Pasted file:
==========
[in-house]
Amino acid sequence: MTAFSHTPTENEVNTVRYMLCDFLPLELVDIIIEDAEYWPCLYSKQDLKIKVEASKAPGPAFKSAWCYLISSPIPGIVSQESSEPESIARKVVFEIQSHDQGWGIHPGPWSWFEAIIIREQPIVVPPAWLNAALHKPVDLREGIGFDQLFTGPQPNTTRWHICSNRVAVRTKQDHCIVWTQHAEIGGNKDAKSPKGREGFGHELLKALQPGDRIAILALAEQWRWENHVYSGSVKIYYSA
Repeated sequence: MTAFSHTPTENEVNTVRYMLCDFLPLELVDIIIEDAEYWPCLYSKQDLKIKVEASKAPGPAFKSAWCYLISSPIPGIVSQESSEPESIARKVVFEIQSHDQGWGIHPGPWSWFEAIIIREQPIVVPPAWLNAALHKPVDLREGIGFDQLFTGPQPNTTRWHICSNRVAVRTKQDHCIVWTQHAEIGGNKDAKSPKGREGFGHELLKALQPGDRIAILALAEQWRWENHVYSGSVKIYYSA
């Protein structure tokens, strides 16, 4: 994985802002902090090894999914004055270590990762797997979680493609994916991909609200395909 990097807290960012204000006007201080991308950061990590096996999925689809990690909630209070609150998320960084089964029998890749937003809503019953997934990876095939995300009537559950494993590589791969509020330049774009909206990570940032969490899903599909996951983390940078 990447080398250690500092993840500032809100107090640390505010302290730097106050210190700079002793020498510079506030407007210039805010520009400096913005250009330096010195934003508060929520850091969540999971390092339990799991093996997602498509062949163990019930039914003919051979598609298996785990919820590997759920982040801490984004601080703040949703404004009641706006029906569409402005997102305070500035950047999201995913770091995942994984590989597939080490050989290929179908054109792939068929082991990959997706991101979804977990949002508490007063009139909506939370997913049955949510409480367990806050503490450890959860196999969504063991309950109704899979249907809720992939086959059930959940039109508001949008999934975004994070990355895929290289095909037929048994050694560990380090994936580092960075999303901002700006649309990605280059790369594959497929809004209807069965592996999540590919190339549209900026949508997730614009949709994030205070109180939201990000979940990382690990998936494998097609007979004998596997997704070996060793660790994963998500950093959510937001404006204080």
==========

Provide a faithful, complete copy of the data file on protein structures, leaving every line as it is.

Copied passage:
[in-house]
Amino acid sequence: MTAFSHTPTENEVNTVRYMLCDFLPLELVDIIIEDAEYWPCLYSKQDLKIKVEASKAPGPAFKSAWCYLISSPIPGIVSQESSEPESIARKVVFEIQSHDQGWGIHPGPWSWFEAIIIREQPIVVPPAWLNAALHKPVDLREGIGFDQLFTGPQPNTTRWHICSNRVAVRTKQDHCIVWTQHAEIGGNKDAKSPKGREGFGHELLKALQPGDRIAILALAEQWRWENHVYSGSVKIYYSA
Repeated sequence: MTAFSHTPTENEVNTVRYMLCDFLPLELVDIIIEDAEYWPCLYSKQDLKIKVEASKAPGPAFKSAWCYLISSPIPGIVSQESSEPESIARKVVFEIQSHDQGWGIHPGPWSWFEAIIIREQPIVVPPAWLNAALHKPVDLREGIGFDQLFTGPQPNTTRWHICSNRVAVRTKQDHCIVWTQHAEIGGNKDAKSPKGREGFGHELLKALQPGDRIAILALAEQWRWENHVYSGSVKIYYSA
């Protein structure tokens, strides 16, 4: 994985802002902090090894999914004055270590990762797997979680493609994916991909609200395909 990097807290960012204000006007201080991308950061990590096996999925689809990690909630209070609150998320960084089964029998890749937003809503019953997934990876095939995300009537559950494993590589791969509020330049774009909206990570940032969490899903599909996951983390940078 990447080398250690500092993840500032809100107090640390505010302290730097106050210190700079002793020498510079506030407007210039805010520009400096913005250009330096010195934003508060929520850091969540999971390092339990799991093996997602498509062949163990019930039914003919051979598609298996785990919820590997759920982040801490984004601080703040949703404004009641706006029906569409402005997102305070500035950047999201995913770091995942994984590989597939080490050989290929179908054109792939068929082991990959997706991101979804977990949002508490007063009139909506939370997913049955949510409480367990806050503490450890959860196999969504063991309950109704899979249907809720992939086959059930959940039109508001949008999934975004994070990355895929290289095909037929048994050694560990380090994936580092960075999303901002700006649309990605280059790369594959497929809004209807069965592996999540590919190339549209900026949508997730614009949709994030205070109180939201990000979940990382690990998936494998097609007979004998596997997704070996060793660790994963998500950093959510937001404006204080």